• $\begingroup$ @AmagicalFishy You say you want to work in cylindrical coordinates but then you're using the definition of $r$ that relates to spherical coordinates. In cylindrical coordinates $r$ (or $\rho$ as it's usually denoted) is just $\sqrt{x^2 + y^2}$. That should help. $\endgroup$ – ticster Jul 16 '14 at 0:53
  • $\begingroup$ @AmagicalFishy You're confusing things when you say "$\sqrt{x^2 + y^2 + z^2} = \sqrt{x^2}$ because I'm setting y and z to zero". Just because your physical system has some symmetry doesn't mean your coordinate system magically changes. $y$ and $z$ are not $0$ just because you don't care about them. $\endgroup$ – ticster Jul 16 '14 at 1:06
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Let's assume you already know the potential in Cartesian coordinates:

$V(x,y,z)$ with $\vec E(x,y,z)=-\nabla V(x,y,z)$.

Now you only have to substitute x,y,z with your cylindrical coordinates:

$x=r cos(\alpha)$

$y=r sin(\alpha)$

$z=z$

Which leads to $V'(r,\alpha,z)=V(r cos(\alpha), rsin(\alpha), z)$ with $V'$ being the potential in cylindrical coordinates.

If you want to get the $\vec E$-Field in cylinder coordinates you just have to use the cylindrical version of the gradient:

enter image description here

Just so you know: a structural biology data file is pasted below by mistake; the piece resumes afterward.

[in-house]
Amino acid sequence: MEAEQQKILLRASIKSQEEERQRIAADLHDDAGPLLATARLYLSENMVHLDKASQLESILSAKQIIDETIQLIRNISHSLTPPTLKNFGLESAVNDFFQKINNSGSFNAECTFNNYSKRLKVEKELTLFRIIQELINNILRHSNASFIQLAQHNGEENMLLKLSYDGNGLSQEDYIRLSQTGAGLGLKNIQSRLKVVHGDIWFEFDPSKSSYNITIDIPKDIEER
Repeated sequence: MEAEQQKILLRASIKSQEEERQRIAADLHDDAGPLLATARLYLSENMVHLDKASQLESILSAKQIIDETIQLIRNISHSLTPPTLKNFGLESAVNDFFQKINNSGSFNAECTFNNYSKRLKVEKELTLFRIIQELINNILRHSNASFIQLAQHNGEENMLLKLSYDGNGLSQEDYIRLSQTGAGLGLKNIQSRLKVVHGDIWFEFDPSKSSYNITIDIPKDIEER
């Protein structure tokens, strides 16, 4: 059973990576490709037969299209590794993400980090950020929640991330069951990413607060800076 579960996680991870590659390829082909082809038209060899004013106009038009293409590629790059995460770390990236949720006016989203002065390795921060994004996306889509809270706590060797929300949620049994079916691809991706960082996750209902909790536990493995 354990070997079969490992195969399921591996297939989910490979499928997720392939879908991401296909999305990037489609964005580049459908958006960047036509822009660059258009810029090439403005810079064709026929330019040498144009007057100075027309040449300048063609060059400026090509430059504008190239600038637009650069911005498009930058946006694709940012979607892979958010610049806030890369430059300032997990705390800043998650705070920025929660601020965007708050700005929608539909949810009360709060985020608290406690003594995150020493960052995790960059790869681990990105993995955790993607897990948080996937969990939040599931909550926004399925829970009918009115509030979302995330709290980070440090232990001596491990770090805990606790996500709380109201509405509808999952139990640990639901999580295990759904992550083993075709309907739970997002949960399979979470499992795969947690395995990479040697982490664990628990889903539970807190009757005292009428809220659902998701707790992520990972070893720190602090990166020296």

I hope this answer could help you.

All the best!

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  • $\begingroup$ He's not asking for the E field, all he wants is the potential in cylindrical coordinates. The answer is actually staring him straight in the face. $\endgroup$ – ticster Jul 16 '14 at 1:10
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You're so close to the answer I'm not sure how to nudge you along without basically just giving you the answer. I'll try anyways. There are some troubling conceptual mistakes you've made in an otherwise straightforward derivation.

For starters :

The reason I don't set $E_0 x_0$ to zero is because there is no $1/x$ term; otherwise I'd be able to make the reference point at $x=\infty$, and things would cancel out nicely.

This argument makes no sense. The only thing you can set is the point $\vec{r}$ at which $V(\vec{r})$ is $0$, which in your case as you rightfully point out boils down to a choice of $x_0$. You can't set $E_0 x_0$ to anything, it's just a product of numbers, so you might as well choose $x_0 = 0$ to simplify things. Your potential, in Cartesian coordinates, then becomes :